Ananya: A School On A Farm – With No Textbooks And No Exams!

Ananya was a belief that was born out of inclusiveness; it was the seed that didn’t lay its foundation on conventional teaching but on life skills, on humane interaction and on true meaningful learning. Read about their unique approach to teaching those whom nobody else does!

It was 16 years back, in March 1998, that a group of like-minded individuals got together under the aegis of Dr. Shashi Rao and deliberated on what they could do for street children.

They were disturbed to see children of labourers, vegetable vendors, maid servants wasting their childhood living in an abusive environment. They were neither educated nor did they have an inclination towards education.

Children at Ananya are taught by conceptual learning and not textbooks

Children at Ananya are taught by conceptual learning and not textbooks

The challenges were multifold – schools were not ready to take them due to age and curriculum constraints, their parents didn’t want to send them to school for the child was required to baby sit the younger siblings or do household chores, and last but not least, the children hated school.

The Ananya team didn’t feel intimidated by these challenges, in fact they took it in their stride and asked a few children to come and spend time with them – first at Dr. Rao’s residence, later at public parks at a place and time convenient to both the students and the teachers. They would just sit and talk to them. In no time, the number of children grew from 2 to 22 and they started meeting in a park.

A computer class in progress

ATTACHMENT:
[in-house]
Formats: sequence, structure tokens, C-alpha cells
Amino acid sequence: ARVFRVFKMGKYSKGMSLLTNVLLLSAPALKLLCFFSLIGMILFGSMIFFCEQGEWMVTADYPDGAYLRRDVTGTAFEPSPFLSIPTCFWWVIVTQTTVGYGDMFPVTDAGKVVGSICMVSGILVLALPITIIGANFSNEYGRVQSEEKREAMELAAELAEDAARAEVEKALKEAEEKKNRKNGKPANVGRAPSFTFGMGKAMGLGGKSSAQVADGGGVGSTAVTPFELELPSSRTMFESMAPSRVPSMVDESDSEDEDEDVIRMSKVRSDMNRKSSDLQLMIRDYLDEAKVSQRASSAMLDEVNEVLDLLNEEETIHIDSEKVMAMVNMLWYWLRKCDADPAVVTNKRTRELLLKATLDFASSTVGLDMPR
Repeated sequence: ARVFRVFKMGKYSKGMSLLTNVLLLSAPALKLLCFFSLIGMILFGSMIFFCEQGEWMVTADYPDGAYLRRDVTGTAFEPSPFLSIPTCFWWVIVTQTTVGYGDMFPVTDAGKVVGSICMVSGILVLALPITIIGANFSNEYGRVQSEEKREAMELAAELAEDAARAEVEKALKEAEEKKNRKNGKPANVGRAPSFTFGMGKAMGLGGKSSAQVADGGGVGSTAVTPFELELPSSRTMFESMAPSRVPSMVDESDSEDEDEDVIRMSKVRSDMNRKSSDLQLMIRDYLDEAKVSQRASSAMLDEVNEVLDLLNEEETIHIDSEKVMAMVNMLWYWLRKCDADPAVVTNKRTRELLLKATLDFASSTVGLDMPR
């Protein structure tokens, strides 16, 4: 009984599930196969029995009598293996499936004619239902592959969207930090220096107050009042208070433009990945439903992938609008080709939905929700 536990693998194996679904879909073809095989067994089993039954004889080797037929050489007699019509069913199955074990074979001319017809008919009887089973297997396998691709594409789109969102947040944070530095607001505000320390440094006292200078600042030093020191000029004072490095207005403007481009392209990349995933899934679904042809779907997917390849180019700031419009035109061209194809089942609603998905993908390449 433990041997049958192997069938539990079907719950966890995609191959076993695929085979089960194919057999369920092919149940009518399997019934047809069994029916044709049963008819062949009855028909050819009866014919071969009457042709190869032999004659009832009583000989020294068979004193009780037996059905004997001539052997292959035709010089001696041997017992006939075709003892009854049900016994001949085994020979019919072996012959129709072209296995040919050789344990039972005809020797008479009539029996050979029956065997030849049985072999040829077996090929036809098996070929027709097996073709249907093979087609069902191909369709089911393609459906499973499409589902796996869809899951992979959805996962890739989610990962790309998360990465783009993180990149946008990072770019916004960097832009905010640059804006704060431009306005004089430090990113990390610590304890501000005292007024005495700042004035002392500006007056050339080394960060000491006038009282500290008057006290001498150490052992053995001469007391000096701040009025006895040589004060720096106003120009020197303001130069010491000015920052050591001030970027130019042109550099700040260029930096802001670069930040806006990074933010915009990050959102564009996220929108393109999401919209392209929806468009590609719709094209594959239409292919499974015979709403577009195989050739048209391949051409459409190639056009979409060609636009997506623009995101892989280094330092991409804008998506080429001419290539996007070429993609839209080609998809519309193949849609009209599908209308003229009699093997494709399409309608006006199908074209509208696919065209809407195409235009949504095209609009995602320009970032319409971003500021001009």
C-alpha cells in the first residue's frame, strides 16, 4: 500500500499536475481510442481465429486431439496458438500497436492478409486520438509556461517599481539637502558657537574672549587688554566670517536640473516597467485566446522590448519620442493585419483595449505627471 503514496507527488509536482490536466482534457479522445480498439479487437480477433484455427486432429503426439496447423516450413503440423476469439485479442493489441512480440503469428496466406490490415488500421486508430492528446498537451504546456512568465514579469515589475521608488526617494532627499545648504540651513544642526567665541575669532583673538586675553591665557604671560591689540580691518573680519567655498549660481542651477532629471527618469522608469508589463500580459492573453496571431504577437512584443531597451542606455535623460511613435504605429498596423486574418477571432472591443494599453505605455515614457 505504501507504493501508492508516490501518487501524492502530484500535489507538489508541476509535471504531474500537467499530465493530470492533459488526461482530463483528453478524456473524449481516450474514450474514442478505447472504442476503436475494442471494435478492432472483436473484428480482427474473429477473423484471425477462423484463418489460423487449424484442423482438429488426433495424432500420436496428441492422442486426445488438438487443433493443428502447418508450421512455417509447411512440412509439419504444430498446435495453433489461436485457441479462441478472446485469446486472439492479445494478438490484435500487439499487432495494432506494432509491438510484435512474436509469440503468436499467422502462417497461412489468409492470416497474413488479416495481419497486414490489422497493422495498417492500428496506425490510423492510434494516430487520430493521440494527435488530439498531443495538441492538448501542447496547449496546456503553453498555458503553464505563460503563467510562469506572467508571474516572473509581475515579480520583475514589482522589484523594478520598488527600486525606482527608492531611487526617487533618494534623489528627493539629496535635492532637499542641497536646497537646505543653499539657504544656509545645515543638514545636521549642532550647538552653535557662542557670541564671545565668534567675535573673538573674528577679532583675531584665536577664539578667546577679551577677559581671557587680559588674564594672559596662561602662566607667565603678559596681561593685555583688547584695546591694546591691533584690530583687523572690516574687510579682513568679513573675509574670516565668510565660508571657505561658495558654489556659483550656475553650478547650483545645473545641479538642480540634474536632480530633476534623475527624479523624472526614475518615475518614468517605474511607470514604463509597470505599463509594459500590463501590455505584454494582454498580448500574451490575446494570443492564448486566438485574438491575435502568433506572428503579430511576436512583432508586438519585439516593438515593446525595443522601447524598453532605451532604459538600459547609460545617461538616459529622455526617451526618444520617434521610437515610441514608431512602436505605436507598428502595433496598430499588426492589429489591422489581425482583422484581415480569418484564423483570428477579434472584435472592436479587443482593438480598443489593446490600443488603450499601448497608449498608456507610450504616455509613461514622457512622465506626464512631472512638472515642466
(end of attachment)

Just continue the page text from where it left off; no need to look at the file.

A computer class in progress

Children from various age groups and cultural backgrounds would sit together and share stories. They would talk about rain and cricket and flowers and thus started learning – contextual learning. There were no textbooks, only concepts which the children would themselves introduce without even knowing it. Dr. Rao recounted an incident where a child, while watching a cricket match on TV, said India needs four more runs to win and thus the concept of subtraction was introduced. There were innumerable such stories which revolved around concepts which the children wouldn’t just pick up but also enjoyed discussing about.

Students have regular yoga sessions

Students have regular yoga sessions

With their feet on the ground and children to look after, the Ananya team clearly knew what they wanted to achieve in the long run. They wanted to help these children grow up as matured and sensitive adults. The abuse that they would witness regularly in their homes or streets was tormenting them and it was best that they be kept away from such an environment. The team firmly believed that the children needed to spend their childhood in a warm and comforting environment away from the negativity that they were used to.

At this juncture, Ananya was offered a premise – a farm to run Ananya Trust. It was like a gift from God. Ananya Trust now had a roof, a tangible place where the children could eat, sleep, play and learn. This was a big milestone is Ananya’s growth story but was not without obstacles. The farm that brought cheer came with the constraint that it was outside the city premises. The kids’ parents were apprehensive about sending them far away for they were still expected to be available for vegetable shopping, etc. Since the commute to the farmhouse was long, it was impossible that they could still contribute in household chores.

Art and craft with a volunteer

Art and craft with a volunteer

The team took it upon themselves and ensured that the kids come back after spending time with them. On the way to the new premise, the teachers would encourage kids to make lists and shop for groceries and vegetables. The kids thus learnt a new concept – how to write and make lists. The parents also eventually starting feeling the difference that Ananya was making in their childrens’ lives. The kids were not just learning how to speak in English but a host of other things that made them look educated. They were well-fed and well-groomed.

A football game Ananya style

A football game Ananya style